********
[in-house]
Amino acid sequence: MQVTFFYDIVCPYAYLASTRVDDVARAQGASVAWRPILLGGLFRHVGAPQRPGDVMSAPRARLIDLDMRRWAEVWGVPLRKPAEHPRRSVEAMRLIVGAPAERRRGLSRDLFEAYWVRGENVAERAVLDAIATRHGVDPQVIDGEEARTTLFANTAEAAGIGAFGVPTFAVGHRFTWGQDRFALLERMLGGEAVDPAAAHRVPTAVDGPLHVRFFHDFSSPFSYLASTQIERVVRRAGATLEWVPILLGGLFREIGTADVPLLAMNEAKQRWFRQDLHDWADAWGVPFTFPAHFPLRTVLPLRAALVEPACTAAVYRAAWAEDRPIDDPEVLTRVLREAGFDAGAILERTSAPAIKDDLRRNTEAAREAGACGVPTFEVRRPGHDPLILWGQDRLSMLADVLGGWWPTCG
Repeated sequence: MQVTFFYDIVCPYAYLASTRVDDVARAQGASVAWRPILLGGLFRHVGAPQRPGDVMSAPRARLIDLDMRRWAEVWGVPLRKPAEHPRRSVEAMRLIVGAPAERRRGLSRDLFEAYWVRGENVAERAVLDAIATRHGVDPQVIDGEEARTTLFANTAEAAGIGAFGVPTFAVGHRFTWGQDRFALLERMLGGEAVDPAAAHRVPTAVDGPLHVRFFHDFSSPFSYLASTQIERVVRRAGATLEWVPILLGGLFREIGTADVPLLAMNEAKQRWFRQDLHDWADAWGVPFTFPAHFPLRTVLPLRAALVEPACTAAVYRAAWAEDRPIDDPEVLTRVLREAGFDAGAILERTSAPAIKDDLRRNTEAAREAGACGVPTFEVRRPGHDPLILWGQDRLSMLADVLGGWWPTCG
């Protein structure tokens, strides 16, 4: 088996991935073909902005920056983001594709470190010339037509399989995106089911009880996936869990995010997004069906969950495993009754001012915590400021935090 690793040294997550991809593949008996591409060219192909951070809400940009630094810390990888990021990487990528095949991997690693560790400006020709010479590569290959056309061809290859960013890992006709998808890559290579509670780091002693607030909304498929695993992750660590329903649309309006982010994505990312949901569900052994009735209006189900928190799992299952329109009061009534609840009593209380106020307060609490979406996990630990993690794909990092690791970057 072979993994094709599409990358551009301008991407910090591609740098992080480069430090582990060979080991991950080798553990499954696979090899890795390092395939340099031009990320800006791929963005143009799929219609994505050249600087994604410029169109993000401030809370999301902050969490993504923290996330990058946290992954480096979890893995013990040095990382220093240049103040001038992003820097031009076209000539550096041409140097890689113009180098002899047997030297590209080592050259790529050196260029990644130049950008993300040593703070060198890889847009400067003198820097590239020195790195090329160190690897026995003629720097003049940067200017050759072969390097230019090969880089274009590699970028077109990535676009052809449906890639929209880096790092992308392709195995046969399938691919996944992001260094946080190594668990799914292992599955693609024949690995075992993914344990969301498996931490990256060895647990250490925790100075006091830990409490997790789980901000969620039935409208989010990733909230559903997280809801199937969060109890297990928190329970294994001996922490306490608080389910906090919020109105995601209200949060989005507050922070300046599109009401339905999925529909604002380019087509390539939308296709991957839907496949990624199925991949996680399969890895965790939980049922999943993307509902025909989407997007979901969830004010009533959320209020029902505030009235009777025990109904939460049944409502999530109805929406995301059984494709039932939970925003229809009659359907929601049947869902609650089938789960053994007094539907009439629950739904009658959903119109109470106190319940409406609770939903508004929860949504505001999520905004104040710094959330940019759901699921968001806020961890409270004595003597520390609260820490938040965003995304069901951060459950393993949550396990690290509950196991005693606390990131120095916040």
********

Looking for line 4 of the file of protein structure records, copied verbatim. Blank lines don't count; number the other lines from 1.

């Protein structure tokens, strides 16, 4: 088996991935073909902005920056983001594709470190010339037509399989995106089911009880996936869990995010997004069906969950495993009754001012915590400021935090 690793040294997550991809593949008996591409060219192909951070809400940009630094810390990888990021990487990528095949991997690693560790400006020709010479590569290959056309061809290859960013890992006709998808890559290579509670780091002693607030909304498929695993992750660590329903649309309006982010994505990312949901569900052994009735209006189900928190799992299952329109009061009534609840009593209380106020307060609490979406996990630990993690794909990092690791970057 072979993994094709599409990358551009301008991407910090591609740098992080480069430090582990060979080991991950080798553990499954696979090899890795390092395939340099031009990320800006791929963005143009799929219609994505050249600087994604410029169109993000401030809370999301902050969490993504923290996330990058946290992954480096979890893995013990040095990382220093240049103040001038992003820097031009076209000539550096041409140097890689113009180098002899047997030297590209080592050259790529050196260029990644130049950008993300040593703070060198890889847009400067003198820097590239020195790195090329160190690897026995003629720097003049940067200017050759072969390097230019090969880089274009590699970028077109990535676009052809449906890639929209880096790092992308392709195995046969399938691919996944992001260094946080190594668990799914292992599955693609024949690995075992993914344990969301498996931490990256060895647990250490925790100075006091830990409490997790789980901000969620039935409208989010990733909230559903997280809801199937969060109890297990928190329970294994001996922490306490608080389910906090919020109105995601209200949060989005507050922070300046599109009401339905999925529909604002380019087509390539939308296709991957839907496949990624199925991949996680399969890895965790939980049922999943993307509902025909989407997007979901969830004010009533959320209020029902505030009235009777025990109904939460049944409502999530109805929406995301059984494709039932939970925003229809009659359907929601049947869902609650089938789960053994007094539907009439629950739904009658959903119109109470106190319940409406609770939903508004929860949504505001999520905004104040710094959330940019759901699921968001806020961890409270004595003597520390609260820490938040965003995304069901951060459950393993949550396990690290509950196991005693606390990131120095916040």